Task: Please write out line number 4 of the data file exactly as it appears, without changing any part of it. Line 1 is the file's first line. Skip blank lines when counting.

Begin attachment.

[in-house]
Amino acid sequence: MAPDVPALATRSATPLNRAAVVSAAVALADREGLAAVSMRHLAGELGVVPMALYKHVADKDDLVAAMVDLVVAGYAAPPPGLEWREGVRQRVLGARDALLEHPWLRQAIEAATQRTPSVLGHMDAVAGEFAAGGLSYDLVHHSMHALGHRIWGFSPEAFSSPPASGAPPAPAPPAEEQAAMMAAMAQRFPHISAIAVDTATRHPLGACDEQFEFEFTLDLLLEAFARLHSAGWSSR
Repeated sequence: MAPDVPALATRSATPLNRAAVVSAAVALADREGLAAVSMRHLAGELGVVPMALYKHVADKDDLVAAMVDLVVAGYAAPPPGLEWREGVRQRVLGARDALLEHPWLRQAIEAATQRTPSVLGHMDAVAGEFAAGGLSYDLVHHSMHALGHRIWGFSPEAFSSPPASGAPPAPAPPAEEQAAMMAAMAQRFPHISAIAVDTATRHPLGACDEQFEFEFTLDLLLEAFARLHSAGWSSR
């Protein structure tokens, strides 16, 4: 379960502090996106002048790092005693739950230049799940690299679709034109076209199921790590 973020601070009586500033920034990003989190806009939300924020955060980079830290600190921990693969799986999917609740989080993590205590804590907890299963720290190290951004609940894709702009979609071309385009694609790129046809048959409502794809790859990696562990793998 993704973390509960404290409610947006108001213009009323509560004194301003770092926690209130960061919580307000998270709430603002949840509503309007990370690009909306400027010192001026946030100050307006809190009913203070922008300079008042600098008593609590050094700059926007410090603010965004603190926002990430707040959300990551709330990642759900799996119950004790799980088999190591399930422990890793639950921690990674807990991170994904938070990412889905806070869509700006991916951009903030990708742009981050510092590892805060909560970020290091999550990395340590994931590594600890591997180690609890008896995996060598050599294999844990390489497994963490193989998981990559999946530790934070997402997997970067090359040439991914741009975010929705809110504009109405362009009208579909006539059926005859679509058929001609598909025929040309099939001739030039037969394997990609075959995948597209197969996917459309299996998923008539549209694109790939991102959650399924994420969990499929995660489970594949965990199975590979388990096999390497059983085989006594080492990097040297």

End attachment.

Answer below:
């Protein structure tokens, strides 16, 4: 379960502090996106002048790092005693739950230049799940690299679709034109076209199921790590 973020601070009586500033920034990003989190806009939300924020955060980079830290600190921990693969799986999917609740989080993590205590804590907890299963720290190290951004609940894709702009979609071309385009694609790129046809048959409502794809790859990696562990793998 993704973390509960404290409610947006108001213009009323509560004194301003770092926690209130960061919580307000998270709430603002949840509503309007990370690009909306400027010192001026946030100050307006809190009913203070922008300079008042600098008593609590050094700059926007410090603010965004603190926002990430707040959300990551709330990642759900799996119950004790799980088999190591399930422990890793639950921690990674807990991170994904938070990412889905806070869509700006991916951009903030990708742009981050510092590892805060909560970020290091999550990395340590994931590594600890591997180690609890008896995996060598050599294999844990390489497994963490193989998981990559999946530790934070997402997997970067090359040439991914741009975010929705809110504009109405362009009208579909006539059926005859679509058929001609598909025929040309099939001739030039037969394997990609075959995948597209197969996917459309299996998923008539549209694109790939991102959650399924994420969990499929995660489970594949965990199975590979388990096999390497059983085989006594080492990097040297």